CEMB at Pride

Life for LGBT people of Muslim heritage can be bleak. For many it involves living a closeted existence within Muslim ‘communities’ for fear of being ostracised or disowned. Religious institutions and theological teachings espoused by ‘community leaders’ range from preaching for our execution, through to advising us to live a life of celibacy. With 52% of polled British Muslims stating that homosexuality should be illegal and 47% stating that it is unacceptable for a gay person to become a teacher, it is clear that our ‘communities’ are the most homophobic within the UK.

The situation in Muslim-majority countries is even more dire. A 2013 PEW global study on Muslim Attitudes reported almost unilateral condemnation of homosexuality. Countries expressing the highest population acceptance of homosexuality were Uganda (12%), Mozambique (11%) and Bangladesh (10%) with the other 37 Muslim majority countries polled showing less than 10%. Appallingly, all 14 states that hold the death penalty for homosexuality are Muslim-majority countries. Importantly, many of these countries also have the death penalty for apostasy – for leaving the religion of Islam – as well as for blasphemy.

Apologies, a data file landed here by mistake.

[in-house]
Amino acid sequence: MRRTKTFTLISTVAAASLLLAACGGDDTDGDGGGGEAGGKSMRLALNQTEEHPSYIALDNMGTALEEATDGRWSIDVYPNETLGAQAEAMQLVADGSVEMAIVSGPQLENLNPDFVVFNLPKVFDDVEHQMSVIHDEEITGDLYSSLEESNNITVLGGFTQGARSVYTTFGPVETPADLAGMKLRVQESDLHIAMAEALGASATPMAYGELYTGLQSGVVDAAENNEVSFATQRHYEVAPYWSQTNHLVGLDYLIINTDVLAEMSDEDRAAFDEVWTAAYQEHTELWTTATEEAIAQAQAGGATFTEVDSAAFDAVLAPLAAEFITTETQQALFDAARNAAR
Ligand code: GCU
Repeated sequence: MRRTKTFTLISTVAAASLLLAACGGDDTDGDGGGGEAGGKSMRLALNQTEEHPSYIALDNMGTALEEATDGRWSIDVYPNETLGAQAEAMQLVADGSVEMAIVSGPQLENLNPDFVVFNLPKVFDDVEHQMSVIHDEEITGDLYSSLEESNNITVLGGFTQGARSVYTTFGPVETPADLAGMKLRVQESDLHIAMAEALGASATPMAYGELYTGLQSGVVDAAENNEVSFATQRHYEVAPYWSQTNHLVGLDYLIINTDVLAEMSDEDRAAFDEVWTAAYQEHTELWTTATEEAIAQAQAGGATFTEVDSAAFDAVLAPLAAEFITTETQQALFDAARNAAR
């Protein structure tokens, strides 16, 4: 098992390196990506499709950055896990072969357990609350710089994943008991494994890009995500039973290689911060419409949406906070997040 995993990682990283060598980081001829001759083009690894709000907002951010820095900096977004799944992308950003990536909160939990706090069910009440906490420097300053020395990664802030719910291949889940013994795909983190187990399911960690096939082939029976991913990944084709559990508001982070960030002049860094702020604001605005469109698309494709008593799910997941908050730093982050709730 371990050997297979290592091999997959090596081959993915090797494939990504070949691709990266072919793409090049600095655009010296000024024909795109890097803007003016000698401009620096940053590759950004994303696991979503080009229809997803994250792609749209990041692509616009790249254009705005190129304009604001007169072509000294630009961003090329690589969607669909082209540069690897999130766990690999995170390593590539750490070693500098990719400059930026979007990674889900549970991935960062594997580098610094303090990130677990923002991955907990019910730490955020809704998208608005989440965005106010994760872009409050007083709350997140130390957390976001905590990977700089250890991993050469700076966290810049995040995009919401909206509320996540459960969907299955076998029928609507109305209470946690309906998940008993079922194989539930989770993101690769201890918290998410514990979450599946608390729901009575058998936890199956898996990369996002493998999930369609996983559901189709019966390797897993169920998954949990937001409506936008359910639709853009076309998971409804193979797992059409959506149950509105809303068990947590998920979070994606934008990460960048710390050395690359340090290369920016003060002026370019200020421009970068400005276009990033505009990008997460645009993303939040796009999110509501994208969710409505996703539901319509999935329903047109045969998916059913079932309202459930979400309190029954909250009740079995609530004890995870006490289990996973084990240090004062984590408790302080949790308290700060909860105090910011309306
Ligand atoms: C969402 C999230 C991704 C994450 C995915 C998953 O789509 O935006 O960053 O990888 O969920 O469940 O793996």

Pride provides a safe place to challenge this religious homophobia. Since its inception, Pride has been a place where LGBT people have been able to rally against political, cultural, and religious condemnation of homosexuality.